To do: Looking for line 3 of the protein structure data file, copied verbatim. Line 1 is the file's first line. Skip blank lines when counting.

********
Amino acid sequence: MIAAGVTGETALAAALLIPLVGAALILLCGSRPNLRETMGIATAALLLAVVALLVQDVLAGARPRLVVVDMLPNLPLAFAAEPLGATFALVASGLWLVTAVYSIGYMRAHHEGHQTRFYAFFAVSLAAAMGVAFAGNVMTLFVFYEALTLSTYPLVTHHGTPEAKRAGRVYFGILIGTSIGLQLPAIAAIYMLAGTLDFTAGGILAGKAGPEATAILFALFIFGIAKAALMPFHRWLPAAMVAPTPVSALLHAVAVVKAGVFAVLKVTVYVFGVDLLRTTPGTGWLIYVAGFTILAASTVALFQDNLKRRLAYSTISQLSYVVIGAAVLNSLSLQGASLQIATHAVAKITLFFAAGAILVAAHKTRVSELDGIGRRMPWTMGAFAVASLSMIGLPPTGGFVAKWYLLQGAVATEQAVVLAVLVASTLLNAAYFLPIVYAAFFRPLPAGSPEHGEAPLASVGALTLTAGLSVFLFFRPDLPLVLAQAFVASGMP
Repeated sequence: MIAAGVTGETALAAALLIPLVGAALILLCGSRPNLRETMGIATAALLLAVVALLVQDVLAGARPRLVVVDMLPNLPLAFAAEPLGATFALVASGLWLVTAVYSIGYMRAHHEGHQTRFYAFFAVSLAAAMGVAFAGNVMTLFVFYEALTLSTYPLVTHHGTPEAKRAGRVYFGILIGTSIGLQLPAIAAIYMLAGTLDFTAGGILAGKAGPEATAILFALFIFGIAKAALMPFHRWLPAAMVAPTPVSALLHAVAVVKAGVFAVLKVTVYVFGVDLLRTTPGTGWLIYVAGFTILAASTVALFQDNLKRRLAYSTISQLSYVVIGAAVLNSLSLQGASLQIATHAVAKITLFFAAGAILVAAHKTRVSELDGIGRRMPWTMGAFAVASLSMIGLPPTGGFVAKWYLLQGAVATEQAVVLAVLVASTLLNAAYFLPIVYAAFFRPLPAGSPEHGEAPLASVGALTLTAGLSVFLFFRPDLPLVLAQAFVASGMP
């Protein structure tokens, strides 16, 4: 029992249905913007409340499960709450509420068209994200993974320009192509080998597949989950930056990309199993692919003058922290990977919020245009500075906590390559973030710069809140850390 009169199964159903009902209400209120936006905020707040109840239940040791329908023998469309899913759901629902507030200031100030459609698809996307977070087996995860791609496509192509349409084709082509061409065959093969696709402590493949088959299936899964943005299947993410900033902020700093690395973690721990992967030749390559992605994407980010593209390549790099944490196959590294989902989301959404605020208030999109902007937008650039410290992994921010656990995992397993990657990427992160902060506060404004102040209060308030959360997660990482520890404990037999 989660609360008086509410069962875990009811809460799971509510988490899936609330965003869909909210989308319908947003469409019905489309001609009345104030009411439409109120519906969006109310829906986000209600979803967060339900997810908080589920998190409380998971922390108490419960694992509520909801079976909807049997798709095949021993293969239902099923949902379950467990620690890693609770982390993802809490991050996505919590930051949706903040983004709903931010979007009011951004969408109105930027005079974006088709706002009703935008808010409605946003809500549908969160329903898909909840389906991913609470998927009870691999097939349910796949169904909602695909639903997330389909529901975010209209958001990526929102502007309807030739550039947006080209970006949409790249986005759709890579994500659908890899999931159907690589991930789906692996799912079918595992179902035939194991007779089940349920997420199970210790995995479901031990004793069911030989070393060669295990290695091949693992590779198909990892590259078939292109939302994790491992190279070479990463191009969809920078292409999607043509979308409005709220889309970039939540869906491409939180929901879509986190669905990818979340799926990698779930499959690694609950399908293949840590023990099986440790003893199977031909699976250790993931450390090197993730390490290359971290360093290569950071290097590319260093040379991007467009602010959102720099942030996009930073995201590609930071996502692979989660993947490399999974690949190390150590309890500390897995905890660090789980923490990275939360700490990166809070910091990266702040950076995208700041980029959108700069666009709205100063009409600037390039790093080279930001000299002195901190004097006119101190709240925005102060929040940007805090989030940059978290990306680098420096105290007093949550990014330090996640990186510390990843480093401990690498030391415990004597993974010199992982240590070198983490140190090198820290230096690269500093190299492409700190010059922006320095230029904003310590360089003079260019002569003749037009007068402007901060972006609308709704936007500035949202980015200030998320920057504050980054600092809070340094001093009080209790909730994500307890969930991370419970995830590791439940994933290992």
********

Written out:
């Protein structure tokens, strides 16, 4: 029992249905913007409340499960709450509420068209994200993974320009192509080998597949989950930056990309199993692919003058922290990977919020245009500075906590390559973030710069809140850390 009169199964159903009902209400209120936006905020707040109840239940040791329908023998469309899913759901629902507030200031100030459609698809996307977070087996995860791609496509192509349409084709082509061409065959093969696709402590493949088959299936899964943005299947993410900033902020700093690395973690721990992967030749390559992605994407980010593209390549790099944490196959590294989902989301959404605020208030999109902007937008650039410290992994921010656990995992397993990657990427992160902060506060404004102040209060308030959360997660990482520890404990037999 989660609360008086509410069962875990009811809460799971509510988490899936609330965003869909909210989308319908947003469409019905489309001609009345104030009411439409109120519906969006109310829906986000209600979803967060339900997810908080589920998190409380998971922390108490419960694992509520909801079976909807049997798709095949021993293969239902099923949902379950467990620690890693609770982390993802809490991050996505919590930051949706903040983004709903931010979007009011951004969408109105930027005079974006088709706002009703935008808010409605946003809500549908969160329903898909909840389906991913609470998927009870691999097939349910796949169904909602695909639903997330389909529901975010209209958001990526929102502007309807030739550039947006080209970006949409790249986005759709890579994500659908890899999931159907690589991930789906692996799912079918595992179902035939194991007779089940349920997420199970210790995995479901031990004793069911030989070393060669295990290695091949693992590779198909990892590259078939292109939302994790491992190279070479990463191009969809920078292409999607043509979308409005709220889309970039939540869906491409939180929901879509986190669905990818979340799926990698779930499959690694609950399908293949840590023990099986440790003893199977031909699976250790993931450390090197993730390490290359971290360093290569950071290097590319260093040379991007467009602010959102720099942030996009930073995201590609930071996502692979989660993947490399999974690949190390150590309890500390897995905890660090789980923490990275939360700490990166809070910091990266702040950076995208700041980029959108700069666009709205100063009409600037390039790093080279930001000299002195901190004097006119101190709240925005102060929040940007805090989030940059978290990306680098420096105290007093949550990014330090996640990186510390990843480093401990690498030391415990004597993974010199992982240590070198983490140190090198820290230096690269500093190299492409700190010059922006320095230029904003310590360089003079260019002569003749037009007068402007901060972006609308709704936007500035949202980015200030998320920057504050980054600092809070340094001093009080209790909730994500307890969930991370419970995830590791439940994933290992």